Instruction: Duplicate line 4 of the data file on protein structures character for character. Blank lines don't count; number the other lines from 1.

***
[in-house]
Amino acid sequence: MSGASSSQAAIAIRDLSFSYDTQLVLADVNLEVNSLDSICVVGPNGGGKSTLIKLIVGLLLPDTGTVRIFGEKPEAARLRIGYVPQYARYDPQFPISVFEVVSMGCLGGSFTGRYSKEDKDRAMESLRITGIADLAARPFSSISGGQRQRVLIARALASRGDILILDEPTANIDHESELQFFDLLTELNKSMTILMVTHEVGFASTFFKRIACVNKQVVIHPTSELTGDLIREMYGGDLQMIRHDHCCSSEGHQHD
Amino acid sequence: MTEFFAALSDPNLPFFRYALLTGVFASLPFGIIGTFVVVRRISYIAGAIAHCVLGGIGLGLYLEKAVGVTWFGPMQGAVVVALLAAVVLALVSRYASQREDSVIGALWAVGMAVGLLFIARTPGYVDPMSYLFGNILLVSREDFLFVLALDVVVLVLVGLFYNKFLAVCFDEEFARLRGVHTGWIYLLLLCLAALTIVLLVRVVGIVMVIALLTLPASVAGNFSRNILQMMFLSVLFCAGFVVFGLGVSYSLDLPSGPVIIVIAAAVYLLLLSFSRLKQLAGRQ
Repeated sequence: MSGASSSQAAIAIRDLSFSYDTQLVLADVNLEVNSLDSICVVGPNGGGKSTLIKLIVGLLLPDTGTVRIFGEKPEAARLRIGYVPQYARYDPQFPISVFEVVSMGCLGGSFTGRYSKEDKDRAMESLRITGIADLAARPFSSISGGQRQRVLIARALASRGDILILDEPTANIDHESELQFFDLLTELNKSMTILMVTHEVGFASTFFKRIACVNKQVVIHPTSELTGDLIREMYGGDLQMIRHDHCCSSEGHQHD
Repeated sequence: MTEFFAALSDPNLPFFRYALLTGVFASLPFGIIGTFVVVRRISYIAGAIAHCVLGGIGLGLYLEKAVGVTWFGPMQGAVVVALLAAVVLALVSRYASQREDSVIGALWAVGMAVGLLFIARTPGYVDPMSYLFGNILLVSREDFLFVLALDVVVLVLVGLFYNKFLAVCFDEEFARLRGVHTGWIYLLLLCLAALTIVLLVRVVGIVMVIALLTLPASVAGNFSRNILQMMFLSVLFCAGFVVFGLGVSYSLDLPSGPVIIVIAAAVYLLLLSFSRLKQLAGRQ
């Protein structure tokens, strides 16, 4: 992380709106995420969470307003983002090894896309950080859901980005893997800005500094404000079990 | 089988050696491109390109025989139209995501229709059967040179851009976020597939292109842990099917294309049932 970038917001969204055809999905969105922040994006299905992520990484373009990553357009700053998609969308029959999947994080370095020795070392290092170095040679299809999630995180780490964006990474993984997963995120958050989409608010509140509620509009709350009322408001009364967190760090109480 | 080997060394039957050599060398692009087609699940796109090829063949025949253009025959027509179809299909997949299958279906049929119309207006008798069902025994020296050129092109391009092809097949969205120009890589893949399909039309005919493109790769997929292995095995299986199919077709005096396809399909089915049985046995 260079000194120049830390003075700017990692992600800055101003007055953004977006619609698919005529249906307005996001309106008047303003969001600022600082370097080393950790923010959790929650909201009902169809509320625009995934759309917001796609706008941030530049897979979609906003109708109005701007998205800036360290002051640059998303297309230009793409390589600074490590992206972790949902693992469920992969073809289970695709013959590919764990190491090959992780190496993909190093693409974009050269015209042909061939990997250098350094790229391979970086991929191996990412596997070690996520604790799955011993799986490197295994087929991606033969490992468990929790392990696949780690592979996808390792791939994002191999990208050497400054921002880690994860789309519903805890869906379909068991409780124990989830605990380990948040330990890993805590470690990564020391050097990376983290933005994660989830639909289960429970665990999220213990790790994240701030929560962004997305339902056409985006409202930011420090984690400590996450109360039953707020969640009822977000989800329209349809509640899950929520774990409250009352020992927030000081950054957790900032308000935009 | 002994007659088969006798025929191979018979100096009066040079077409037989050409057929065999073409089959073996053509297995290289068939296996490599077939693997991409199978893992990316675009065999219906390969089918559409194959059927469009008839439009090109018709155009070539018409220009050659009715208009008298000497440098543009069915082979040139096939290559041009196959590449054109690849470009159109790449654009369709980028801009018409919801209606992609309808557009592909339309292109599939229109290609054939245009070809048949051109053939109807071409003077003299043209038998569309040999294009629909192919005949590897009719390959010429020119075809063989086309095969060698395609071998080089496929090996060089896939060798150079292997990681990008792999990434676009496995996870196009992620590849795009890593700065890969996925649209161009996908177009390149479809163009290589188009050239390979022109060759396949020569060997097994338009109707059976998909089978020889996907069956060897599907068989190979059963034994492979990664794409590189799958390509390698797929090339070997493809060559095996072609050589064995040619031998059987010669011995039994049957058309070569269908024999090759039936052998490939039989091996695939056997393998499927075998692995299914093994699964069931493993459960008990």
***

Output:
Repeated sequence: MSGASSSQAAIAIRDLSFSYDTQLVLADVNLEVNSLDSICVVGPNGGGKSTLIKLIVGLLLPDTGTVRIFGEKPEAARLRIGYVPQYARYDPQFPISVFEVVSMGCLGGSFTGRYSKEDKDRAMESLRITGIADLAARPFSSISGGQRQRVLIARALASRGDILILDEPTANIDHESELQFFDLLTELNKSMTILMVTHEVGFASTFFKRIACVNKQVVIHPTSELTGDLIREMYGGDLQMIRHDHCCSSEGHQHD